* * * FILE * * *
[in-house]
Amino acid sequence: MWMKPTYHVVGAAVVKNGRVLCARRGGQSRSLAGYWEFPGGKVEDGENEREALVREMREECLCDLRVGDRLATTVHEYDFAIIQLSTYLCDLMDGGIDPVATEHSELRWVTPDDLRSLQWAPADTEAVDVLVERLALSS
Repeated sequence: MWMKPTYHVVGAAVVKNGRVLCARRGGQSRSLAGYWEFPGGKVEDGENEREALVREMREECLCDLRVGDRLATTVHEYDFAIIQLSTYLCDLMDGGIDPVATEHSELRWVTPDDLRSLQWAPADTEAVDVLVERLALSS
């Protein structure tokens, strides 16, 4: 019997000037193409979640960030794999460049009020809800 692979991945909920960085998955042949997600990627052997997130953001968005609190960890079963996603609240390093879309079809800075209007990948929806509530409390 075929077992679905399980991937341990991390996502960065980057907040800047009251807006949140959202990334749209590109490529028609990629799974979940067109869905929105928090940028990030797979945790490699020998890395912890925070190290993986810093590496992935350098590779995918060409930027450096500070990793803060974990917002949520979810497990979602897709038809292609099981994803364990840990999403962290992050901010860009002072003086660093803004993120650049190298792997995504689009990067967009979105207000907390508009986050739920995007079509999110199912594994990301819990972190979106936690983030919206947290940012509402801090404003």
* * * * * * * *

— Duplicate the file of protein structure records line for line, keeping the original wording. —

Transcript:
[in-house]
Amino acid sequence: MWMKPTYHVVGAAVVKNGRVLCARRGGQSRSLAGYWEFPGGKVEDGENEREALVREMREECLCDLRVGDRLATTVHEYDFAIIQLSTYLCDLMDGGIDPVATEHSELRWVTPDDLRSLQWAPADTEAVDVLVERLALSS
Repeated sequence: MWMKPTYHVVGAAVVKNGRVLCARRGGQSRSLAGYWEFPGGKVEDGENEREALVREMREECLCDLRVGDRLATTVHEYDFAIIQLSTYLCDLMDGGIDPVATEHSELRWVTPDDLRSLQWAPADTEAVDVLVERLALSS
């Protein structure tokens, strides 16, 4: 019997000037193409979640960030794999460049009020809800 692979991945909920960085998955042949997600990627052997997130953001968005609190960890079963996603609240390093879309079809800075209007990948929806509530409390 075929077992679905399980991937341990991390996502960065980057907040800047009251807006949140959202990334749209590109490529028609990629799974979940067109869905929105928090940028990030797979945790490699020998890395912890925070190290993986810093590496992935350098590779995918060409930027450096500070990793803060974990917002949520979810497990979602897709038809292609099981994803364990840990999403962290992050901010860009002072003086660093803004993120650049190298792997995504689009990067967009979105207000907390508009986050739920995007079509999110199912594994990301819990972190979106936690983030919206947290940012509402801090404003």